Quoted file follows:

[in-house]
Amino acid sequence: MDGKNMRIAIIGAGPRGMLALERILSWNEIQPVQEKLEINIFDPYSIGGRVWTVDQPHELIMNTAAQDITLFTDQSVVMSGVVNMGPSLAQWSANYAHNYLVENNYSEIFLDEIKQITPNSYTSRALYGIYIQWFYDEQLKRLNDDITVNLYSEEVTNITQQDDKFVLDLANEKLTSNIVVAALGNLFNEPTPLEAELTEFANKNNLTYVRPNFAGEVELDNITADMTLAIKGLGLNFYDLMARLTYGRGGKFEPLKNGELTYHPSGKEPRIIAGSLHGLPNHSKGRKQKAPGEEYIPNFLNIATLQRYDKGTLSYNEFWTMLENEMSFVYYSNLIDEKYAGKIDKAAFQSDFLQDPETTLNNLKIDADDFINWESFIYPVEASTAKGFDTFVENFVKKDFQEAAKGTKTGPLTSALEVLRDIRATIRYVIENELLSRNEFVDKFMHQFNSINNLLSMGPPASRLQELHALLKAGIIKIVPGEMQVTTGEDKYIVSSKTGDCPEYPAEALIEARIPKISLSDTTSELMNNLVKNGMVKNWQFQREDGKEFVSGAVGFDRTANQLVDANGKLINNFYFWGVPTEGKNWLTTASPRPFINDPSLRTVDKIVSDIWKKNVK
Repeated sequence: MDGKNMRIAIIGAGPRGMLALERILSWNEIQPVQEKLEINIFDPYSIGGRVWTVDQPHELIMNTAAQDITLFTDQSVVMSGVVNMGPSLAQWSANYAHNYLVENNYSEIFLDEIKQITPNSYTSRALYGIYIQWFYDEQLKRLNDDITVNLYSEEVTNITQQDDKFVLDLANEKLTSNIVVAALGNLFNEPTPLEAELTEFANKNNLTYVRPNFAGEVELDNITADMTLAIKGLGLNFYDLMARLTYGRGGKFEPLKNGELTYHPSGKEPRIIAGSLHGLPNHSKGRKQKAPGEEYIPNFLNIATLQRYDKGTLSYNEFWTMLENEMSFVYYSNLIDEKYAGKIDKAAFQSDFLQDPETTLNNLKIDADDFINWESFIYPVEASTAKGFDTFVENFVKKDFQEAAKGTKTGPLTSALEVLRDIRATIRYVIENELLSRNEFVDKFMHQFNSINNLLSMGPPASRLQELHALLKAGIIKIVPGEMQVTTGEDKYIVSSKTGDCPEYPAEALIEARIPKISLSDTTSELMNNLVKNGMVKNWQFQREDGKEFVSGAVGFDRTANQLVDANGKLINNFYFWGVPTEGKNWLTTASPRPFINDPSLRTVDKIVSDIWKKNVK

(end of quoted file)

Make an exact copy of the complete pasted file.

[in-house]
Amino acid sequence: MDGKNMRIAIIGAGPRGMLALERILSWNEIQPVQEKLEINIFDPYSIGGRVWTVDQPHELIMNTAAQDITLFTDQSVVMSGVVNMGPSLAQWSANYAHNYLVENNYSEIFLDEIKQITPNSYTSRALYGIYIQWFYDEQLKRLNDDITVNLYSEEVTNITQQDDKFVLDLANEKLTSNIVVAALGNLFNEPTPLEAELTEFANKNNLTYVRPNFAGEVELDNITADMTLAIKGLGLNFYDLMARLTYGRGGKFEPLKNGELTYHPSGKEPRIIAGSLHGLPNHSKGRKQKAPGEEYIPNFLNIATLQRYDKGTLSYNEFWTMLENEMSFVYYSNLIDEKYAGKIDKAAFQSDFLQDPETTLNNLKIDADDFINWESFIYPVEASTAKGFDTFVENFVKKDFQEAAKGTKTGPLTSALEVLRDIRATIRYVIENELLSRNEFVDKFMHQFNSINNLLSMGPPASRLQELHALLKAGIIKIVPGEMQVTTGEDKYIVSSKTGDCPEYPAEALIEARIPKISLSDTTSELMNNLVKNGMVKNWQFQREDGKEFVSGAVGFDRTANQLVDANGKLINNFYFWGVPTEGKNWLTTASPRPFINDPSLRTVDKIVSDIWKKNVK
Repeated sequence: MDGKNMRIAIIGAGPRGMLALERILSWNEIQPVQEKLEINIFDPYSIGGRVWTVDQPHELIMNTAAQDITLFTDQSVVMSGVVNMGPSLAQWSANYAHNYLVENNYSEIFLDEIKQITPNSYTSRALYGIYIQWFYDEQLKRLNDDITVNLYSEEVTNITQQDDKFVLDLANEKLTSNIVVAALGNLFNEPTPLEAELTEFANKNNLTYVRPNFAGEVELDNITADMTLAIKGLGLNFYDLMARLTYGRGGKFEPLKNGELTYHPSGKEPRIIAGSLHGLPNHSKGRKQKAPGEEYIPNFLNIATLQRYDKGTLSYNEFWTMLENEMSFVYYSNLIDEKYAGKIDKAAFQSDFLQDPETTLNNLKIDADDFINWESFIYPVEASTAKGFDTFVENFVKKDFQEAAKGTKTGPLTSALEVLRDIRATIRYVIENELLSRNEFVDKFMHQFNSINNLLSMGPPASRLQELHALLKAGIIKIVPGEMQVTTGEDKYIVSSKTGDCPEYPAEALIEARIPKISLSDTTSELMNNLVKNGMVKNWQFQREDGKEFVSGAVGFDRTANQLVDANGKLINNFYFWGVPTEGKNWLTTASPRPFINDPSLRTVDKIVSDIWKKNVK